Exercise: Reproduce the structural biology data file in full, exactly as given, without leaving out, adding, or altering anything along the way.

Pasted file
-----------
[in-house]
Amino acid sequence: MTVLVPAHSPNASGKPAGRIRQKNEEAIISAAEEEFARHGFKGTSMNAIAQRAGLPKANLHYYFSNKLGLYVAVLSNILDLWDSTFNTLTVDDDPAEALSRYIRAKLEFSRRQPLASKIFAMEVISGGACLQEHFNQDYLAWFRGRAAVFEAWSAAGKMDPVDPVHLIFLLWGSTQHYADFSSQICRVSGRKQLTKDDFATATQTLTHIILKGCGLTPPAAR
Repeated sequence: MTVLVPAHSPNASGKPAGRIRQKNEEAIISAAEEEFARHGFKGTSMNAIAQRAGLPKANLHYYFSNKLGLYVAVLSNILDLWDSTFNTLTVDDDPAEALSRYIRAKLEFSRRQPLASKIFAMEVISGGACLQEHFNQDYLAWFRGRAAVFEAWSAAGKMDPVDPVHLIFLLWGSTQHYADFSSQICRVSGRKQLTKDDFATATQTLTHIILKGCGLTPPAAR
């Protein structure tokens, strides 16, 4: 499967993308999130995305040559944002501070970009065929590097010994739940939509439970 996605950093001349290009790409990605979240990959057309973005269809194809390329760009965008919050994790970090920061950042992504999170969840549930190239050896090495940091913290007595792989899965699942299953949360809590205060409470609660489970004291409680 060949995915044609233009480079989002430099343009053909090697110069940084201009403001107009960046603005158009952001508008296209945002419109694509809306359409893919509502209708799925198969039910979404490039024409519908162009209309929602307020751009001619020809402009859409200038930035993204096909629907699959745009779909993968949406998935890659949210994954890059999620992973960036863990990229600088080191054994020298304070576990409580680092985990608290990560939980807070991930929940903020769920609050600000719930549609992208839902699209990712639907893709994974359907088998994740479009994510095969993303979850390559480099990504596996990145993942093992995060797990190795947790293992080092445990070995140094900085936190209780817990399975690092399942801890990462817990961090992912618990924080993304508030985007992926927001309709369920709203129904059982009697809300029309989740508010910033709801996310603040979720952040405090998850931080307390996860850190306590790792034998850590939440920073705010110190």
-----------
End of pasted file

[in-house]
Amino acid sequence: MTVLVPAHSPNASGKPAGRIRQKNEEAIISAAEEEFARHGFKGTSMNAIAQRAGLPKANLHYYFSNKLGLYVAVLSNILDLWDSTFNTLTVDDDPAEALSRYIRAKLEFSRRQPLASKIFAMEVISGGACLQEHFNQDYLAWFRGRAAVFEAWSAAGKMDPVDPVHLIFLLWGSTQHYADFSSQICRVSGRKQLTKDDFATATQTLTHIILKGCGLTPPAAR
Repeated sequence: MTVLVPAHSPNASGKPAGRIRQKNEEAIISAAEEEFARHGFKGTSMNAIAQRAGLPKANLHYYFSNKLGLYVAVLSNILDLWDSTFNTLTVDDDPAEALSRYIRAKLEFSRRQPLASKIFAMEVISGGACLQEHFNQDYLAWFRGRAAVFEAWSAAGKMDPVDPVHLIFLLWGSTQHYADFSSQICRVSGRKQLTKDDFATATQTLTHIILKGCGLTPPAAR
């Protein structure tokens, strides 16, 4: 499967993308999130995305040559944002501070970009065929590097010994739940939509439970 996605950093001349290009790409990605979240990959057309973005269809194809390329760009965008919050994790970090920061950042992504999170969840549930190239050896090495940091913290007595792989899965699942299953949360809590205060409470609660489970004291409680 060949995915044609233009480079989002430099343009053909090697110069940084201009403001107009960046603005158009952001508008296209945002419109694509809306359409893919509502209708799925198969039910979404490039024409519908162009209309929602307020751009001619020809402009859409200038930035993204096909629907699959745009779909993968949406998935890659949210994954890059999620992973960036863990990229600088080191054994020298304070576990409580680092985990608290990560939980807070991930929940903020769920609050600000719930549609992208839902699209990712639907893709994974359907088998994740479009994510095969993303979850390559480099990504596996990145993942093992995060797990190795947790293992080092445990070995140094900085936190209780817990399975690092399942801890990462817990961090992912618990924080993304508030985007992926927001309709369920709203129904059982009697809300029309989740508010910033709801996310603040979720952040405090998850931080307390996860850190306590790792034998850590939440920073705010110190």